Sea-island cotton sentence example

sea-island cotton
  • Nothing definite can be said with regard to a rotation of crops Sea Island Cotton - Carolina Sea Island Florida „ „ Georgia „ Barbados „ „ Egyptian Cottons Yannovitch.

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  • The actual amounts differ with different varieties, conditions of cultivation, methods of ginning, &c.; a recent estimate in the United States gives 35% of lint for Upland cotton and 25% for Sea Island cotton as more accurate.

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  • The seed was saved and gave rise to a row of plants all of which grew healthily in an infected field, whereas 95% of ordinary Sea Island cotton plants from seed from a non-infected field planted alongside as a control were killed.

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  • A more elaborate method of selection is practised by some of the Sea Island cotton planters in the Sea Islands, famous for the quality of their cotton.

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  • Attention has been paid in the West Indies to seed selection, by the officers of the imperial Department of Agriculture, with the object of retaining for West Indian Sea Island cotton its place as the most valuable cotton on the British market.

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  • Carolina, and so successful has the cultivation been that from some of the islands West Indian Sea Island cotton obtains a Taken with some modifications from the Agricultural News (1907), vi.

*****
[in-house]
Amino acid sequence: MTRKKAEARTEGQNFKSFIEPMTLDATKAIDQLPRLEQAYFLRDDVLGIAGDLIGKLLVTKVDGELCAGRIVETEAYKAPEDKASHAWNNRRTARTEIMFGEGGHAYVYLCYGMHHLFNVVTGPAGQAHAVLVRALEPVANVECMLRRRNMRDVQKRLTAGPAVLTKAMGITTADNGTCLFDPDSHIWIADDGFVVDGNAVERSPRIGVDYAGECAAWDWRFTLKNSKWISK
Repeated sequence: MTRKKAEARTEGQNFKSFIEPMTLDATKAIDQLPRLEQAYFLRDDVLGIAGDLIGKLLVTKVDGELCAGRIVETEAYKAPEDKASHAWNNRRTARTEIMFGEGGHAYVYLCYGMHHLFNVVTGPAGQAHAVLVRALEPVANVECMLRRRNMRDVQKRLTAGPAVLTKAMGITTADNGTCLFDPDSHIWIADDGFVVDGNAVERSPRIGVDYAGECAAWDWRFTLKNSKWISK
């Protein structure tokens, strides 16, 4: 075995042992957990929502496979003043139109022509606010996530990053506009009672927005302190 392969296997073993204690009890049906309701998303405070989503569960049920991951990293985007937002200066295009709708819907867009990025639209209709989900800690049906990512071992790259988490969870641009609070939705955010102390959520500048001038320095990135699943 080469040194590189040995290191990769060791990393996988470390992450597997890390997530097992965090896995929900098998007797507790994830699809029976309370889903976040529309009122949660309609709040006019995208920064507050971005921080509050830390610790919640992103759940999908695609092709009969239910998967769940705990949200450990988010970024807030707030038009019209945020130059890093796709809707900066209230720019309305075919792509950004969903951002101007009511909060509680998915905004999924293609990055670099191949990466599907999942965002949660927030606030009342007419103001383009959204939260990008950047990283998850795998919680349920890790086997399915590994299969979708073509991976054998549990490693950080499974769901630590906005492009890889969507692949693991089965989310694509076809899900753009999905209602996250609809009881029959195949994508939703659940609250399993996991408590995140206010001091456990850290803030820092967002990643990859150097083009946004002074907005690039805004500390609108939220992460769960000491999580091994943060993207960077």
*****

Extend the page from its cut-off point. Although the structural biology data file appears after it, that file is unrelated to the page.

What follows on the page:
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  • Into the Society Islands Sea Island cotton was introduced about 1860-1870.

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  • The Austroriparian zone has the long-leaf and loblolly pines, magnolia and live oak on the uplands, and the bald cypress, tupelo and cane in the swamps; and in the semi-tropical Gulf strip are the cabbage palmetto and Cuban pine; here, too, Sea Island cotton and tropical fruits are successfully cultivated.

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  • The two great centres of production are Oldham, in which American cotton is chiefly, though not exclusively, spun, and Bolton, which spins the finer counts from Egyptian or Sea Island cotton.

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  • A seed of " Sea Island cotton " is covered with long hairs only, which are readily pulled off, leaving the comparatively small black seed quite clean or with only a slight fuzz at the end, whereas a seed of " Upland " or ordinary American cotton bears both long and short hairs; the former are fairly easily detached (less easily, however, than in Sea Island cotton), whilst the latter adhere very firmly, so that when the long hairs are pulled off the seed remains completely covered with a short fuzz.

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